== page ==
When I see an IF statement in any programming language, it still comes with a THEN. A FOR statement still comes with a NEXT. My first language was BASIC (learned on a Commodore PET in Junior High), and it's still in my head. As Edsger Dijkstra said "It is practically impossible to teach good programming to students that have had a prior exposure to BASIC: as potential programmers they are mentally mutilated beyond hope of regeneration." I believe that most of my mental mutilation has been repaired, but some residual damage is apparently there.
In the same essay, Dijkstra also says "The tools we use have a profound (and devious!) influence on our thinking habits, and, therefore, on our thinking abilities." Since switching to Ruby and Rails for the majority of my programming work, I have repeatedly found this statement to be true. Other than some long-ago assembly language programming, my past work has been done in a relatively similar family of languages (C#, Delphi, VB, etc.), causing me to settle into predictable and comfortable thought patterns.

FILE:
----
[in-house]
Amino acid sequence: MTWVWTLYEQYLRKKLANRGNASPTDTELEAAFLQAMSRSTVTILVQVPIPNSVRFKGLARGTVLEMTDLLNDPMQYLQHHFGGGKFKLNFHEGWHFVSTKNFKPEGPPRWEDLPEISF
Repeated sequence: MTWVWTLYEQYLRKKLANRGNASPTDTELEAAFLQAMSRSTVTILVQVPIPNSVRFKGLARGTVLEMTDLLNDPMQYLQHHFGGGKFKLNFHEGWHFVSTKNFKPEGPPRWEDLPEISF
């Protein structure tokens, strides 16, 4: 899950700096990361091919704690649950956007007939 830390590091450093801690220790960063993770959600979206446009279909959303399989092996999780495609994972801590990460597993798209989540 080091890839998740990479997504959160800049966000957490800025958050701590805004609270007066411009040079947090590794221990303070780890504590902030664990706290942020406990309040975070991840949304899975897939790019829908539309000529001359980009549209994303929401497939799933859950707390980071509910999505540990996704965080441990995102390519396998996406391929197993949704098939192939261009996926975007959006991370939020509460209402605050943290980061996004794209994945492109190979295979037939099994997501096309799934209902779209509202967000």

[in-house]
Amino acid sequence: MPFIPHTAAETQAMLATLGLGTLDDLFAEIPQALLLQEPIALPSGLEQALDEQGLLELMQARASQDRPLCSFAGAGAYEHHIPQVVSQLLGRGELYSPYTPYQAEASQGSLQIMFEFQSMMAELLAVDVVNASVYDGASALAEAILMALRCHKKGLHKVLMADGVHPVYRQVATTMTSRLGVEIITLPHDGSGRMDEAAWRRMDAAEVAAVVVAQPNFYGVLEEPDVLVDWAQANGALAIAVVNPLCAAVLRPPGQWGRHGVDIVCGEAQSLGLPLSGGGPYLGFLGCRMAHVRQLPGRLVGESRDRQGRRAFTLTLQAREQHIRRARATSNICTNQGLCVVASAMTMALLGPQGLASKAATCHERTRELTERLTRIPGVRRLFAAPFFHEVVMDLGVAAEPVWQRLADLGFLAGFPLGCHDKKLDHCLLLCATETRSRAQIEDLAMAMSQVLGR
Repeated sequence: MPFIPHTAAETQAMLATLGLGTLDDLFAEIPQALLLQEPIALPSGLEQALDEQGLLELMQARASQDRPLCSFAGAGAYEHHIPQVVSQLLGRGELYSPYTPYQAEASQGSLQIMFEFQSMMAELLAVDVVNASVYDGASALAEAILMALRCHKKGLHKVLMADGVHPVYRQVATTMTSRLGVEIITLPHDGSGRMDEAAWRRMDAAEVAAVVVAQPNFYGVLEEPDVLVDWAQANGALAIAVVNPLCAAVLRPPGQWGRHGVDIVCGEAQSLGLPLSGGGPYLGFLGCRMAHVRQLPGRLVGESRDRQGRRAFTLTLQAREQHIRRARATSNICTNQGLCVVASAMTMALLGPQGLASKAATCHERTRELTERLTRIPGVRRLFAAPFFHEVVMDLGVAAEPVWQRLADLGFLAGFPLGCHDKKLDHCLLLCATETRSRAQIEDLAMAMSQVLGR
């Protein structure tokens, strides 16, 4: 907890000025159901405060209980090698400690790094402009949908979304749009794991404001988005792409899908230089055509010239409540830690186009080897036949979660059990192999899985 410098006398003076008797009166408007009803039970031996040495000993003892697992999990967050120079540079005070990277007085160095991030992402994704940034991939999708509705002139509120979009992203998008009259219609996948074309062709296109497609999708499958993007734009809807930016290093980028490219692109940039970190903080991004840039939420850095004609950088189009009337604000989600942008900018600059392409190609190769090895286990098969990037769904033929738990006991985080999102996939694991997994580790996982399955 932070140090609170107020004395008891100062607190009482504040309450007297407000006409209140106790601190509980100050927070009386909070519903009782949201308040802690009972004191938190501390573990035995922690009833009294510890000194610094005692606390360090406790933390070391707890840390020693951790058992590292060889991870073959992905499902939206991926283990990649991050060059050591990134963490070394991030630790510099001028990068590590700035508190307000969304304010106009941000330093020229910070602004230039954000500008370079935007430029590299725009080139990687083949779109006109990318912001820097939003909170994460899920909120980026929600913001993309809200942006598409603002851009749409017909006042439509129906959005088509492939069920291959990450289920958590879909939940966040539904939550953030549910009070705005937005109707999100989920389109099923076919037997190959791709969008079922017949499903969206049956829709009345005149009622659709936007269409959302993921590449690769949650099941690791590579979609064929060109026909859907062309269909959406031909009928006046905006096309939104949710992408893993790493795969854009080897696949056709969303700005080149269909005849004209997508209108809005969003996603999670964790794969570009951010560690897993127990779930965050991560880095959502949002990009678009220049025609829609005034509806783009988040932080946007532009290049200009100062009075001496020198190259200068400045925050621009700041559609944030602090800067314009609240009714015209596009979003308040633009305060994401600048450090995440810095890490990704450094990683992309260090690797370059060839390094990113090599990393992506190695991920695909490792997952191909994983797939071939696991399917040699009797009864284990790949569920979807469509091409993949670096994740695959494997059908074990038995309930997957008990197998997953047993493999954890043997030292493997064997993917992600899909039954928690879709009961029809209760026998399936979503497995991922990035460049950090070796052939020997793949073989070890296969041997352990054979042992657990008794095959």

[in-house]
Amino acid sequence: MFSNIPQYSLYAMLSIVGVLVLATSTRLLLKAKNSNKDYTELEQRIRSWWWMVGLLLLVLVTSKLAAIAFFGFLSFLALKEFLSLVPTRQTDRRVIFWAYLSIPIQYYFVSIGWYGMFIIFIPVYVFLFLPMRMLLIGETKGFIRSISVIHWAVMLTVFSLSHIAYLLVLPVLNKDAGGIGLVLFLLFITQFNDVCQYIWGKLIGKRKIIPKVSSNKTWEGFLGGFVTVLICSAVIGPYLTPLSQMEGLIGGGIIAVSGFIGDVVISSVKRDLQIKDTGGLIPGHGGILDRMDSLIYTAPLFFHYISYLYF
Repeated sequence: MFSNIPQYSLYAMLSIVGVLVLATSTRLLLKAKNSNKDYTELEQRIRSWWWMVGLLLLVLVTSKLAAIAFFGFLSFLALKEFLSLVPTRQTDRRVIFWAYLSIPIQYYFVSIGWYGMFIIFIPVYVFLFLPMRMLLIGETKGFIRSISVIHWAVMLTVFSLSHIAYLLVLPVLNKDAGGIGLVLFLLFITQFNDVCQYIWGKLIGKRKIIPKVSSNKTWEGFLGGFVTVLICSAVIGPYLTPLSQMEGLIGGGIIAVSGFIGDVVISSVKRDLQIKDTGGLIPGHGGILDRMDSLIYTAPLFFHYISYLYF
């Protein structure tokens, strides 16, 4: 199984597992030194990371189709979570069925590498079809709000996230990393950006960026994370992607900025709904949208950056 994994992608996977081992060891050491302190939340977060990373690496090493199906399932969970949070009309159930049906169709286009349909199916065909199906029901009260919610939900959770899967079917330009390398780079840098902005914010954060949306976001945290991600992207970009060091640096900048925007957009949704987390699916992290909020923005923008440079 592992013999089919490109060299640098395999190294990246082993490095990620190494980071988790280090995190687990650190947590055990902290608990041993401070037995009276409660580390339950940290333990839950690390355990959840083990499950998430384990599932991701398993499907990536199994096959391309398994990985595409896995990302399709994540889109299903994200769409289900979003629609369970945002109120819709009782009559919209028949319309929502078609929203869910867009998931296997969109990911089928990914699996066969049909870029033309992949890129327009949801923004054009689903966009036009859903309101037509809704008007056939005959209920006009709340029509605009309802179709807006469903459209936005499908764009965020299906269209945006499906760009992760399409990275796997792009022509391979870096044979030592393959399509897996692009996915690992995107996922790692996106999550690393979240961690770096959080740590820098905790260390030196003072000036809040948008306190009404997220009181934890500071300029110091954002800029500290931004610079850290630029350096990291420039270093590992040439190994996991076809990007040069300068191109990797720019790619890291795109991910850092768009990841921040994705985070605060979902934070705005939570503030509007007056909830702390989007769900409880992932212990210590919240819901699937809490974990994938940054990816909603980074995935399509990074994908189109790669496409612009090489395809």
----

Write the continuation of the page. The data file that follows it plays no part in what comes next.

To dive deeper into Ruby and change some old habits I've been exloring the following with satisfying results:
- Array and Ennumerable methods: (in the Pickaxe book or here). Arrays include the methods of Ennumerable, so both are worth knowing. Since ActiveRecord returns arrays for multiple record searches, it is good to know more than for and .each to work with the models.
- Ruby modules: It's beautiful to have something other than inheritance to share behavior between classes.
- Method parameters: Default parameters, hashes as parameters, variable length argument lists, using a code block as a parameter, using a code block at the end of the method call.
- Dynamically adding methods to classes and objects.